Different Types of Crochet You Need To Know


Crochet is the method of making textiles by interlocking loops of yarn, thread, or strands of other materials with a crochet hook. The name is taken from the French word crochet, which means “hook.” Hooks are available in a range of materials, including metal, wood, bamboo, bone, and plastic. Aside from the tools employed, the main distinction between crochet and knitting is that each stitch in crochet is completed before the next one is started, but knitting leaves multiple stitches open at once.

There are undoubtedly more forms of crochet than you are aware of, but here are a handful that you may like to learn more about.

Crochet making

Amigurumi (Crochet Animals)

This is a Japanese art form that refers to the creation of miniature, stuffed animals or creatures out of knitted or crocheted yarn. Ami refers to crochet or knitting, whereas nuigurumi refers to stuffed animals. Amigurumi is a type of little doll or toy created out of yarn. Popular amigurumi themes include Hello Kitty, Plants vs. Zombies, and Mario Kart.

Amigurmi projects include children’s toys, larger novelty pillows and homewares, and fan objects.


Crochet that is ribbed or cabled. It’s a Celtic-style with interlocking cables that may be used to construct thick beanies, sweaters, and scarves. Aran is also a yarn weight, so keep that in mind when you see the word ‘aran’ in a design. When you see someone wrapped under a large, cozy-looking blanket, that’s Aran.

Blankets, jackets, coats, and scarves may all be made with aran crochet.

Bavarian Style

This is a historical stitch that is often worked in rounds, similar to granny squares. It results in a thick cloth with blended color changes rather than stark color shifts as with granny square. Each piece is done in two parts: a base row of clusters and a top row of shells. Bavarian crochet appears to be really elegant granny squares.

Blankets and shawls may be made with the Bavarian crochet technique.

Crochet in Bosnia

Bosnian creates a thick, knit-like fabric by employing just the crochet slip stitch, worked in different portions of the preceding row’s stitch. Bosnian hooks are available for purchase, however normal crochet hooks can also be used. Shepherd’s knitting is another name for it. It also has the appearance of knitting. It’s not a trendy style right now, and if you see it, you’ll probably believe it’s knitted.

Scarves, beanies, and smaller things should be made with Bosnian crochet since it is time-consuming.


This is a specialized stitch created by wrapping numerous wraps of yarn around a very long hook to generate a distinct and unusual ‘roll’ stitch. Bullion crochet is more commonly employed for motifs than for fabric-based products. As a consequence, you’ll get a thick, homogeneous, circular theme-type piece.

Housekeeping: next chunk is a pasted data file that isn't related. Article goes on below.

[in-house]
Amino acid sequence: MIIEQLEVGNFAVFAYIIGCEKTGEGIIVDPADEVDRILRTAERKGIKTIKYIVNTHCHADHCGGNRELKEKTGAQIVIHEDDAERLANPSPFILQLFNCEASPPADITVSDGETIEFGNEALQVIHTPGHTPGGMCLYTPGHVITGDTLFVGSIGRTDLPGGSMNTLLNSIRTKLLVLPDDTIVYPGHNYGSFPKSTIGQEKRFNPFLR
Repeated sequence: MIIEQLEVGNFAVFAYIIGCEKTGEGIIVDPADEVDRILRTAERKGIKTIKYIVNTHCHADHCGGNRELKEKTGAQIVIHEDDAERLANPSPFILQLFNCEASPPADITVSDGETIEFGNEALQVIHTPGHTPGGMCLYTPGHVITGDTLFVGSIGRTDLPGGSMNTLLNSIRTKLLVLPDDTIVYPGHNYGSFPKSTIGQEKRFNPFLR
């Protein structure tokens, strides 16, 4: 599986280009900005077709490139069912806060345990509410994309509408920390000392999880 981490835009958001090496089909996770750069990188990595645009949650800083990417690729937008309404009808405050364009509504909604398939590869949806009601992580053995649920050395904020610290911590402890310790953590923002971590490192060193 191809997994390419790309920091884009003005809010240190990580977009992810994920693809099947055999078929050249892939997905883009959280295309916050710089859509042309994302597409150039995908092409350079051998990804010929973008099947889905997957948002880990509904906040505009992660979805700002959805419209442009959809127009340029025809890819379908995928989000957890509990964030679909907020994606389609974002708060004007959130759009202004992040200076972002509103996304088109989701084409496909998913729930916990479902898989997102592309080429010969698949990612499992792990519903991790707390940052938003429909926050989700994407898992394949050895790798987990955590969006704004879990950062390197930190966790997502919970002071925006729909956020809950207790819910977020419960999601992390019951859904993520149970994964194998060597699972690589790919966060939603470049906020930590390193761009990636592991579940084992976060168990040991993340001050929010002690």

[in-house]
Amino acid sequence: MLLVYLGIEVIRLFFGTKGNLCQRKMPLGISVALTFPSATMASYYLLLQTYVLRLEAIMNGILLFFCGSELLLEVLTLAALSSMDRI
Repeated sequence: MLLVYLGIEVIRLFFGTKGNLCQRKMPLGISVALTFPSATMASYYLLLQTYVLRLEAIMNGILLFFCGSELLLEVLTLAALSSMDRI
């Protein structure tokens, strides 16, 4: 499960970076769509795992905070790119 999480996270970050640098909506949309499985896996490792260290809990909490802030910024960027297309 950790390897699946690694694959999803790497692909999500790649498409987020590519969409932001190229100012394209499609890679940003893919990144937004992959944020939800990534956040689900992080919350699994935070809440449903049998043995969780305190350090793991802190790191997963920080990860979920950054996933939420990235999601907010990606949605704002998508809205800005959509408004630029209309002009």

Things to do using bullion – materials like tablecloths – Decoration motifs.


This is a historical stitch, sometimes known as jiffy lace. It is done with a standard hook, but the stitches are formed around something long and broad, such as a broomstick handle. To make broomstick lace, most modern crocheters use huge hooks or thick dowels. Broomstick lace is a fantastic skill to master since it produces a highly beautiful and one-of-a-kind finished product.

Broomstick projects include delicate shawls and decorative throw blankets.


This method is used to manufacture bruges lace, which is made by crocheting ‘ribbons’ that are then crocheted together to form elaborate lace designs. Most grandmothers have some Bruges-style pieces stowed away in cabinets covered in acid-resistant paper.

Bruges crochet projects include intricate shawls, garment embellishments, and table mats.


Traditional stitches are done over a thick rope or clothesline length of strong twine to create circular mats and baskets that keep their form. This is an experimental method that may be traced back to Nepalese and African crafters.

Clothesline projects include baskets, mats, and structural wall hangings.

Lace Clones

This method is closely related to Irish lace crochet and was developed because it was more faster and easier to make than needlepoint lace. This skill set includes the Clones knot. Clones lace is a very useful crochet pattern that was employed throughout wartime for utilitarian purposes.

Clones lace projects include open-work scarves, delicate skirts, and tops.

Cro-hook Crochet

Cro-hook uses a double-ended hook to make double-sided crochets. It enables the crocheter to work stitches on or off either end of their creation, with no right or wrong sides to what they’re working on. Cro-knit is another name for this. This method is akin to Tunisian and produces amazing color work that is not possible in other forms.

Crocheted washcloths, scarves, and baby blankets are examples of a Cro-hook project.

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